Over the past six months, the Norwegian food industry has taken a significant step forward in the battle to secure the sector against cyber threats. An innovative collaboration involving 28 stakeholders has been at the heart of this journey.
– NCE Heidner Biocluster Cyber Security Program has not only increased cybersecurity in the food industry but also set the standard for how different sectors and organizations can collaborate to protect our global resources, says project manager at NCE Heidner Biocluster and program leader for NCE Heidner Biocluster Cyber Security Program, Anja Løkken Stokke.
Cyber threats against the food industry are a growing concern. From data breaches in major food producers’ systems to ransomware attacks on logistics companies, the industry has become a prime target for cybercriminals.
To meet this challenge, the NCE Heidner Biocluster Cyber Security Program was initiated.
– The pilot program brought together representatives from academia, the public sector, startups, the private sector, organizations, and clusters. The various stakeholders set aside competition and conflicts of interest to work toward a common goal: securing the future of food production and food safety, Løkken Stokke explains.
– When employees are aware and engaged in protecting against cyber threats, they become a vital part of the defense against potential attacks, and cybersecurity becomes an integral part of the organization’s DNA, says Associate Professor Gaute Wangen at NTNU’s Department of Information Security and Communication Technology/CTO at Diri AS.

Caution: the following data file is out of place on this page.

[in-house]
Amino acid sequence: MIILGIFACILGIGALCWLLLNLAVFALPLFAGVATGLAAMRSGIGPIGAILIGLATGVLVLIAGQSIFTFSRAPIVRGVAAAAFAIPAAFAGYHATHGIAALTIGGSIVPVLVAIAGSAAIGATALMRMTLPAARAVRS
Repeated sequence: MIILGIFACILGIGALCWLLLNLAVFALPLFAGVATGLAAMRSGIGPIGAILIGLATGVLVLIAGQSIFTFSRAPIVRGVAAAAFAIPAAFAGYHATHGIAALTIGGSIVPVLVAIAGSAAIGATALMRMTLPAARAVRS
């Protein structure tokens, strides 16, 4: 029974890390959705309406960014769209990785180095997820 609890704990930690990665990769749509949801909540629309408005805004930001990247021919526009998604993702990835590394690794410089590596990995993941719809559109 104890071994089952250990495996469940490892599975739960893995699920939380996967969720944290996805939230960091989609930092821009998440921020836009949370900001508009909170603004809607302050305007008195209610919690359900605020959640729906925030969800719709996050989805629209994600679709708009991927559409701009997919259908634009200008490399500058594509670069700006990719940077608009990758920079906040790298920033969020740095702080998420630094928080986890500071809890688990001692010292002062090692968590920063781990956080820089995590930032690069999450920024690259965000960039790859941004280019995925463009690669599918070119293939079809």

Awareness has been a central strategy in this program. Participants have learned that it’s not enough to invest in technical security solutions alone; it’s equally important to create a culture in which employees and stakeholders understand the importance of cybersecurity. Through the program, the topic of IT security has been elevated within the organizations and gained support from top management.
In the program, a culture of open knowledge sharing across departments, organizations, and sectors has been fostered. In a world where the threat landscape is constantly evolving, breaking down silos and establishing channels for knowledge sharing is crucial. This allows different stakeholders to benefit from each other’s insights and experiences, as well as promoting stronger collaboration and innovation.
– Sharing, training, and learning will remain key components. Security work is a collective effort that will require ongoing commitment from all involved parties. But we have already proven that when we stand together, we are strong and capable of better protecting the industry. After all, knowledge is a resource that becomes more valuable when shared, says Løkken Stokke.
Although the past six months have seen significant progress, the fight against cyber threats in the food industry is far from over. The strong collaboration that has been established must continue to grow and evolve to better equip the food industry to face the ever-changing threat landscape.
– Today, we can look back on the past months with pride and optimism. Through our collective efforts, we have laid a foundation that will strengthen the bioeconomy industry in the years to come. Together, we can secure a safer future for the food industry and consumers worldwide, concludes Løkken Stokke.
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